by Phil Baker

There's often a fascinating story behind the development of a new product, sometimes more interesting than the product itself. Some products are the result of happenstance, an accident, or the results of an expert learning by chance of a need to be filled. Here's a story of one product recently created that's likely to have a big impact on the health of our military forces.

More than 30 percent of the returning troops from Iraq and Afghanistan suffer from hearing problems, including perforated eardrums, permanent hearing loss and tinnitus, a persistent ringing in the ears. It's estimated that $1.2 billion a year is being spent by the government in treating these hearing-related issues of our returning military. It's a problem that's been with us for decades, going back to World War II. These injuries are a result of being exposed to deafening noises in the battlefield, including exploding IEDs along the roadside and in booby-trapped buildings and the sound of nearby gunfire.

While the military issues specially constructed earplugs to those in combat to protect them from these noises, about 90 percent decline to use them when on patrol or entering a building. While the earplugs protect from the danger of loud noise, they also reduce the ability to hear very soft sounds such as an enemy soldier cocking his rifle or the rustling of branches. 

While on a really quiet night, it's possible for the ear to hear an AK-47 magazine being loaded and the rifle being cocked more than a quarter-mile away, wearing the earplugs reduces that distance to just 400-500 feet.

Another solution tried by the Armed Forces, an ear muff-like device with microphones on the outside, addresses this problem, but has the side effect of preventing the soldier from accurately determining the direction that a sound is coming from, a property called localization. That's not a good trait when the enemy could be nearby.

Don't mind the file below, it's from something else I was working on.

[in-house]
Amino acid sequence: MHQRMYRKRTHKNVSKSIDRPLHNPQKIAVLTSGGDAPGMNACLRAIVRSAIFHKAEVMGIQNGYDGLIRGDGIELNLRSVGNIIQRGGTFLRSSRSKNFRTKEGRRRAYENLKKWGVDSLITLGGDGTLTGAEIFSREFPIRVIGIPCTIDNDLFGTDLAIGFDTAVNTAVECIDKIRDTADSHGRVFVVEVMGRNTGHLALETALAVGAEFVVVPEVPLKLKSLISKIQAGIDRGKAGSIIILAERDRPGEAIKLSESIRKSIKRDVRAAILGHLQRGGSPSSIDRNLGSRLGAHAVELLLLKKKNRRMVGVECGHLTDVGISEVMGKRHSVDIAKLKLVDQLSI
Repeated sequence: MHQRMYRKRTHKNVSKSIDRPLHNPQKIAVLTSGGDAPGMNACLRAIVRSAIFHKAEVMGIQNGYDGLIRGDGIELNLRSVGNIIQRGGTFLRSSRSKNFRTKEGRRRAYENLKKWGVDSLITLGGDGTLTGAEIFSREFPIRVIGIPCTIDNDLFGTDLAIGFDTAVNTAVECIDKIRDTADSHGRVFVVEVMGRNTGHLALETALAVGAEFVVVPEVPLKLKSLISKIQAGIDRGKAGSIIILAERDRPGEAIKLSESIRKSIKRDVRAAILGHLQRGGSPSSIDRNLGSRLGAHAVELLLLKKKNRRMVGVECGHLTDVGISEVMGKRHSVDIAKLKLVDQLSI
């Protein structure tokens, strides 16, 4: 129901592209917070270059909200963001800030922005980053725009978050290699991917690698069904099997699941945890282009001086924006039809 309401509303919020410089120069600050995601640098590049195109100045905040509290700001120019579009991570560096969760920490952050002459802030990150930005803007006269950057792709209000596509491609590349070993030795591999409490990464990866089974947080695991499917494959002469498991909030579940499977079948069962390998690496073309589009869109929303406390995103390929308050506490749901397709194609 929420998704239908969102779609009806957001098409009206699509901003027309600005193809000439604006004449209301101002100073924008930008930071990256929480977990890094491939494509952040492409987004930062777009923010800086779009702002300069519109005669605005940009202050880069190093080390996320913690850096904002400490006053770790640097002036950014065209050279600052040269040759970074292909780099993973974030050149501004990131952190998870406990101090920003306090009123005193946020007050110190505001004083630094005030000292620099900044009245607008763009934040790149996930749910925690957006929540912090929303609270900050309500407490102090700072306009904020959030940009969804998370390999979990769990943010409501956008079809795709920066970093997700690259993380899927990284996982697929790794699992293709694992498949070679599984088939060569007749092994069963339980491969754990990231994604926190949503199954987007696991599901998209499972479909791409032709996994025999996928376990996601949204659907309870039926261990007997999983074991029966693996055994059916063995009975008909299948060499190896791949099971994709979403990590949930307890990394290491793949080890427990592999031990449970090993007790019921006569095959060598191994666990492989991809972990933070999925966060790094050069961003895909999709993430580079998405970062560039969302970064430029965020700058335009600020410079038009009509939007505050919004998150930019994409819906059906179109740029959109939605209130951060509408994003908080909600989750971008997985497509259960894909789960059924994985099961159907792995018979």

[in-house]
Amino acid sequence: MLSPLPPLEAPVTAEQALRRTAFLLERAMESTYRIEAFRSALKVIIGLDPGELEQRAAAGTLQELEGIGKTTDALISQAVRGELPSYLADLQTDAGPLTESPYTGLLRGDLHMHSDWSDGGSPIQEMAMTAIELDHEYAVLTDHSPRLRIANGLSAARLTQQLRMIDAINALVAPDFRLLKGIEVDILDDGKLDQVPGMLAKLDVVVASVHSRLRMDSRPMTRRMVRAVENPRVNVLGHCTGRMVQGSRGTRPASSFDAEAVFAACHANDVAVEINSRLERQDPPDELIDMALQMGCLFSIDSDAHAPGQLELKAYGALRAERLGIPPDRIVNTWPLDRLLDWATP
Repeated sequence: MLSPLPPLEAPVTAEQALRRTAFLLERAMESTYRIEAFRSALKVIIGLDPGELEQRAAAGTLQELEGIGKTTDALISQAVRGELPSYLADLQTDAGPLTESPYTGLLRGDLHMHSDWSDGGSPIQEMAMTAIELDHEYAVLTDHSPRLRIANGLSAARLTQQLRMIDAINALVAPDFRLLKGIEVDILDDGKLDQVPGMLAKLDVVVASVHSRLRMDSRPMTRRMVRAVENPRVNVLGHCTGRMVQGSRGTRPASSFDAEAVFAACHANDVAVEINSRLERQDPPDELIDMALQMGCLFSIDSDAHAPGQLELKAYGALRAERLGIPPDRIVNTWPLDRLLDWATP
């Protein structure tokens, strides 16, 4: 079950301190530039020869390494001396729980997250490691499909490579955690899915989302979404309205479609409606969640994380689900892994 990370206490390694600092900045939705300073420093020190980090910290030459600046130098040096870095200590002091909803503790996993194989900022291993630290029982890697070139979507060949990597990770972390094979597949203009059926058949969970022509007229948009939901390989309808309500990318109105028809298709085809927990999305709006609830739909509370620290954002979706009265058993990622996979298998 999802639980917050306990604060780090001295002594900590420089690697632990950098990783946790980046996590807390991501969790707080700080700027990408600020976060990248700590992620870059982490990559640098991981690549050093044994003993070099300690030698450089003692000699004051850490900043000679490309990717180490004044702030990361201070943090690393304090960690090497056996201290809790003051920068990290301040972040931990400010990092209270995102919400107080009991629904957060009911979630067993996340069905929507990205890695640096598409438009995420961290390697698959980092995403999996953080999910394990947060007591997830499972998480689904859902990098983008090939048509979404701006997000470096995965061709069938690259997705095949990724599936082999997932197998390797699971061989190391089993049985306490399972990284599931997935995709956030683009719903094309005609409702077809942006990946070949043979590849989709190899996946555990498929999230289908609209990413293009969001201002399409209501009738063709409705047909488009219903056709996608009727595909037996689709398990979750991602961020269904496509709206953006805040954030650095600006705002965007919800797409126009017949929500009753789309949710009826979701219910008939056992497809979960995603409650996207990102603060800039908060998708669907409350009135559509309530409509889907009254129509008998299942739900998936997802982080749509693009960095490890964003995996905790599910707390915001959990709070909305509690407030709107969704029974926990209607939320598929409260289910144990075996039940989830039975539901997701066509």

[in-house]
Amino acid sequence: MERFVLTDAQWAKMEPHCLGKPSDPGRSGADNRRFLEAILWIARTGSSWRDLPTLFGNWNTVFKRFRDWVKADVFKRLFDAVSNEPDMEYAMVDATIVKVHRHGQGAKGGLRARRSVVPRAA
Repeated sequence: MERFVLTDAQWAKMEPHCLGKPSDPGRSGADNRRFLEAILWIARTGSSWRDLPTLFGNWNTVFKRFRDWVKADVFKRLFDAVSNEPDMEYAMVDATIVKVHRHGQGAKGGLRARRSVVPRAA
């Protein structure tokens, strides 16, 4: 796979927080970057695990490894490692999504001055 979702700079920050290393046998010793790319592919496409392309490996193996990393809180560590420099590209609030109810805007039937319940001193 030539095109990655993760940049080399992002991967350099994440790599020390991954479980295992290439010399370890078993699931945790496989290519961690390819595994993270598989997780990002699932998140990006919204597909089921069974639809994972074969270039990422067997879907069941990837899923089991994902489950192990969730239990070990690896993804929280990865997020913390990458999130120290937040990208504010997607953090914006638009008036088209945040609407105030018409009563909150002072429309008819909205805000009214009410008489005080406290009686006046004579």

In 2009, Dr. Mead Killion, a noted expert in audiology and founder of Etymotic Research, a company that makes products for the hearing aid and consumer electronics industries, was attending a meeting of the National Hearing Conservation Association, where these hearing injuries were being reported. The problem was not a lack of availability of good hearing protection, but that it just wasn't being used.

Killion's company had developed a chip twenty years ago for the hearing aid industry, that was designed to amplify soft sounds, but have no effect on loud sounds, as long as they didn't exceed 105 dB of loudness (a tolerable level equal to the sounds that an orchestra can sometimes produce).  

Another property of the chip was it didn't amplify sounds louder than this level, and, in fact, limited them. Killion thought that these characteristics could be adapted to a new product he referred to as a blast plug, something that might eliminate all of these injuries.

He next married this circuit with an eartip design, originally perfected for Etymotic's consumer headphones, which fit almost everyone. While the eartip seals the ear, the electronics inside compensates by amplifying the soft sounds, thus raising the sound level to what it would be for an open ear.  

At the same time, sudden intense sounds -- such as from firearms and IEDs -- are reduced to safe levels by the sealed earplug. Thus, this new invention, named the BlastPLG Earplug, solves the problem: the ability to detect the soft sounds while blocking out the loud sounds.

Realistic field tests were conducted by John Casali, Ph.D. of Virginia Tech, an authority in human factors design, for their effectiveness in allowing soft sounds to be heard (detection) and for their directionality (which permits accurate localization).  

The results of the tests proved that the devices provide the same ability to discern soft sounds as though wearing no earplugs at all. And, the localization tests proved they worked nearly as well as the open ear. For most listeners, it seemed as if nothing was in their ears.

Currently the military is testing the product. Drill sergeants are being fitted with the electronic earplugs at two U.S. military bases.  While there's no question that they work, what's being evaluated is whether the troops will be willing to use them. If not, it's just another good idea without a market.

The BlastPLG Earplugs was just awarded the 2011 Design and Engineering Innovations Award at this year's CES.

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